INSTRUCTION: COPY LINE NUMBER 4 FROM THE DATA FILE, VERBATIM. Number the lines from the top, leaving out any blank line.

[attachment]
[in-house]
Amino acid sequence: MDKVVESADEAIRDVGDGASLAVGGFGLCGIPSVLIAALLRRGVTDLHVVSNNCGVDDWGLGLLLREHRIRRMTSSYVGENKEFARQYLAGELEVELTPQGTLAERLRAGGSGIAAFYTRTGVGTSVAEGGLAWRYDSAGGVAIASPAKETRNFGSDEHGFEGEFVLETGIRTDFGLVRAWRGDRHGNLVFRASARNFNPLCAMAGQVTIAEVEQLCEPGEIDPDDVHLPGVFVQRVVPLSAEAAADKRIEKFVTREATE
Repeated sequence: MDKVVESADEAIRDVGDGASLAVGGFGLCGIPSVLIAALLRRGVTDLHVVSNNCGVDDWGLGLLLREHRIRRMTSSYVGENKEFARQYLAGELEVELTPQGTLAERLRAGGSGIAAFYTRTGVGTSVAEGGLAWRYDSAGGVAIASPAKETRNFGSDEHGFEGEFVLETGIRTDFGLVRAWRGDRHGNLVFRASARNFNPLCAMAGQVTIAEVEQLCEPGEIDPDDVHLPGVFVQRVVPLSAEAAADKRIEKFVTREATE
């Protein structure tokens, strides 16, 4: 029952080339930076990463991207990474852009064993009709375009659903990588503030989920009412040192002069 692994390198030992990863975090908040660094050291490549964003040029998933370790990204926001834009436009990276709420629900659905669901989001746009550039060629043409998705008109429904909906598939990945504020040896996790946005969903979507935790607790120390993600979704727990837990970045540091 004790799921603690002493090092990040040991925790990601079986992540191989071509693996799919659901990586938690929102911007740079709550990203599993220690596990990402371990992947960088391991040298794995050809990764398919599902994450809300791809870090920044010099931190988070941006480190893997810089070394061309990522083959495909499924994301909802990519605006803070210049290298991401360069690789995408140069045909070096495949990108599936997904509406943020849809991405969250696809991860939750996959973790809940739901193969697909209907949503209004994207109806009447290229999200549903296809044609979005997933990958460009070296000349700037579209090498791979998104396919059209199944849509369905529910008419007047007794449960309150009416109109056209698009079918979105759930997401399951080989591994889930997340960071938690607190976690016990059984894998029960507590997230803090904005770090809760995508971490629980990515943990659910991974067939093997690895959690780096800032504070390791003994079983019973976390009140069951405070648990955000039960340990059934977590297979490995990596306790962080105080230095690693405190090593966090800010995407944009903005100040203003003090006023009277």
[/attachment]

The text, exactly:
């Protein structure tokens, strides 16, 4: 029952080339930076990463991207990474852009064993009709375009659903990588503030989920009412040192002069 692994390198030992990863975090908040660094050291490549964003040029998933370790990204926001834009436009990276709420629900659905669901989001746009550039060629043409998705008109429904909906598939990945504020040896996790946005969903979507935790607790120390993600979704727990837990970045540091 004790799921603690002493090092990040040991925790990601079986992540191989071509693996799919659901990586938690929102911007740079709550990203599993220690596990990402371990992947960088391991040298794995050809990764398919599902994450809300791809870090920044010099931190988070941006480190893997810089070394061309990522083959495909499924994301909802990519605006803070210049290298991401360069690789995408140069045909070096495949990108599936997904509406943020849809991405969250696809991860939750996959973790809940739901193969697909209907949503209004994207109806009447290229999200549903296809044609979005997933990958460009070296000349700037579209090498791979998104396919059209199944849509369905529910008419007047007794449960309150009416109109056209698009079918979105759930997401399951080989591994889930997340960071938690607190976690016990059984894998029960507590997230803090904005770090809760995508971490629980990515943990659910991974067939093997690895959690780096800032504070390791003994079983019973976390009140069951405070648990955000039960340990059934977590297979490995990596306790962080105080230095690693405190090593966090800010995407944009903005100040203003003090006023009277």